4. Subjects and methods
  5. Study patients
  6. Questionnaire
  7. General Health Questionnaire
  8. Diagnostic examinations
  9. Organic and functional dyspepsia
  10. Sample of the Finnish general population
  11. Data analysis and statistics
  12. Results
  13. Discussion
  14. Acknowledgements
  15. References

There were 195 patients with organic dyspepsia in the sample. The mean GHQ-12 score among them was 3.6 (s.d. 4.4) and the proportion of those with mental distress was 36.4%. Among those with FD (n = 205) the figures were similar [3.6 (s.d. 4.0) and 38.0% respectively].

There were more women among the patients with FD than among those with organic dyspepsia [141 (68.8%) vs. 108 (55.4%); P =  0.006]. No statistically significant differences were found in the mean GHQ-12 score between men and women among patients with either organic dyspepsia or FD. Neither was there any statistically significant difference in the frequency of mental distress between men and women in these groups. Contrary to patients with dyspepsia, the mean GHQ-12 score was significantly higher in women than in men among the general population subjects (Table 2).

Table 2.  Frequency of mental distress (GHQ-12 score ≥4) and mean GHQ-12 score in patients with dyspepsia and in a sample of the Finnish general population
 Mental distressGHQ-12 score
Men [n (%)]Women [n (%)]P-value*Men [mean (s.d.)]Women [mean (s.d.)]P-value†
  1. * Chi-squared test.

  2. † Mann–Whitney U-test.

Patients with dyspepsia
 Total49 (32.5)100 (40.2)0.123.2 (3.7)3.9 (4.4)0.20
 Organic28 (32.2)43 (39.8)0.273.1 (3.5)3.3 (4.0)0.36
 Functional21 (32.8)57 (40.4)0.303.3 (4.0)3.7 (3.9)0.36
Sample of general population93 (11.8)115 (14.9)0.081.1 (2.1)1.4 (2.3)<0.001

Mental distress was more common among patients with dyspepsia than in the sample of the general population (36.5% vs. 15.0%, P < 0.001). This difference was highly significant among both men (28.4% vs. 11.9%, P < 0.001) and women (36.6% vs. 14.8%, P < 0.001). The sex- and age-adjusted risk of having mental distress was nearly fourfold higher among patients with dyspepsia than the general population subjects. When analysed by gender, the age-adjusted risk of having mental distress was over threefold increased in both men and women with dyspepsia (Table 3). Those with FD did not have a higher risk of mental distress than those with organic dyspepsia (sex- and age-adjusted OR 1.04, 95% CI 0.69–1.58).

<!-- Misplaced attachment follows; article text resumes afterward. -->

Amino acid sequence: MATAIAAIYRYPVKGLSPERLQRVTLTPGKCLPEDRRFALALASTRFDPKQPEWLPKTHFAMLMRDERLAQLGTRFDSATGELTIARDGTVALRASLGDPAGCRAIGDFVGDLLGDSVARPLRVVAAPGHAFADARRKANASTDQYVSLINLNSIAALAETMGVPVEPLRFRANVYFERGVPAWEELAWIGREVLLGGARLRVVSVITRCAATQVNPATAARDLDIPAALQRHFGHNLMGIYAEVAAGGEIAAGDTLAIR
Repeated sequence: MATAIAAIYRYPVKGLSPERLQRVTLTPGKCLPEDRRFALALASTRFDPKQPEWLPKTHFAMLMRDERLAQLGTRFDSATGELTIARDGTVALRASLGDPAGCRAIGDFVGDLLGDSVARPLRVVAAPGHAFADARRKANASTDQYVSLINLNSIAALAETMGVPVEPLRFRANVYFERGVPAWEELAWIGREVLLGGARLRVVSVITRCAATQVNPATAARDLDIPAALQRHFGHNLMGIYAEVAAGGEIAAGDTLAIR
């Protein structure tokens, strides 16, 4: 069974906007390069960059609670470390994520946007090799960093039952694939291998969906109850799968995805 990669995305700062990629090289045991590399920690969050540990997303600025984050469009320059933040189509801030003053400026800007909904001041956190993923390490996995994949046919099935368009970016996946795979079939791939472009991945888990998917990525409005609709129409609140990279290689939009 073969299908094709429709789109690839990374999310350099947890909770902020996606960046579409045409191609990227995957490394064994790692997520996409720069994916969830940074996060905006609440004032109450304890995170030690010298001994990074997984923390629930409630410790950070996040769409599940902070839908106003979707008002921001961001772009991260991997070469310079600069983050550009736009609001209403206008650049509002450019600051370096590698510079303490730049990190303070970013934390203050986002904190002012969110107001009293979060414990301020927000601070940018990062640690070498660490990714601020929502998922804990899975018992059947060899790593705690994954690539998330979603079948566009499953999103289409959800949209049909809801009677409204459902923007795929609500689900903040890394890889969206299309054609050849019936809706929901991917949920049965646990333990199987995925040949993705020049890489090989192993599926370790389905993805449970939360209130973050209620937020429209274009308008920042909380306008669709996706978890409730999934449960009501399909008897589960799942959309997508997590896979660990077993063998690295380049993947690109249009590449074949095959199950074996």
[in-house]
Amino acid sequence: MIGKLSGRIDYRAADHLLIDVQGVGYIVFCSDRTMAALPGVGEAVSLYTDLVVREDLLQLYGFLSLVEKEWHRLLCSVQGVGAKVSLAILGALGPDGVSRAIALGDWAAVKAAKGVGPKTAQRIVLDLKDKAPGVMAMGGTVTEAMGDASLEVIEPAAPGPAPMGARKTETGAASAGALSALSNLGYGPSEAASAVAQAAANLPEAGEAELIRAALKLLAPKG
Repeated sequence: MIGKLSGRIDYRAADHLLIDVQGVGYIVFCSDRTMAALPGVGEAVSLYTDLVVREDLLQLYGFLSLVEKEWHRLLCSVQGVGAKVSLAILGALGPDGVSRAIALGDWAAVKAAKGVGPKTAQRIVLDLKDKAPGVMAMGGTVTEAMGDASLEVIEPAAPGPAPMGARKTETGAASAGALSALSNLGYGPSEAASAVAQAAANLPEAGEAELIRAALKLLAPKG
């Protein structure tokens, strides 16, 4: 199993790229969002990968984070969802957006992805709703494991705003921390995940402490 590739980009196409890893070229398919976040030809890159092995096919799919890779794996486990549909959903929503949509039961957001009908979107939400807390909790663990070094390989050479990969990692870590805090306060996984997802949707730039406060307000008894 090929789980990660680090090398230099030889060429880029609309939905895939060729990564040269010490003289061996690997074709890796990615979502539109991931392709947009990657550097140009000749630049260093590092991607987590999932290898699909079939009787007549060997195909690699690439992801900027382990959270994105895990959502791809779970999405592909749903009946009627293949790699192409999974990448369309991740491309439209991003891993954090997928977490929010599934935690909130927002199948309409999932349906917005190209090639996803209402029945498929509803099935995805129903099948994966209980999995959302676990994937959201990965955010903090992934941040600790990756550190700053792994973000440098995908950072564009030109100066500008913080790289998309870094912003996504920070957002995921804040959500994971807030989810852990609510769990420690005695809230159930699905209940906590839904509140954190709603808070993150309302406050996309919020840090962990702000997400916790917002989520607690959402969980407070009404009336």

Table 3.  The risk of having mental distress in patients with dyspepsia as compared with a sample of the Finnish general population
 Odds ratio (95% confidence interval)
TotalMenWomen
Crude3.85 (3.00–4.94)3.58 (2.39–5.35)3.83 (2.78–5.28)
Age-adjusted3.91 (2.58–5.12)3.78 (2.47–5.79)3.81 (2.67–5.42)
Sex- and age-adjusted3.83 (2.91–5.01)

Discussion

  1. Top of page
  2. Summary
  3. Introduction
  4. Subjects and methods
  5. Study patients
  6. Questionnaire
  7. General Health Questionnaire
  8. Diagnostic examinations
  9. Organic and functional dyspepsia
  10. Sample of the Finnish general population
  11. Data analysis and statistics
  12. Results
  13. Discussion
  14. Acknowledgements
  15. References

Among consecutive, unselected primary care patients with FD or organic dyspepsia, mental distress was significantly more common than in a sample representing the general population. The sex- and age-adjusted risk of having mental distress was nearly fourfold increased. However, the risk of mental distress among patients with FD was not higher than among those with organic disease.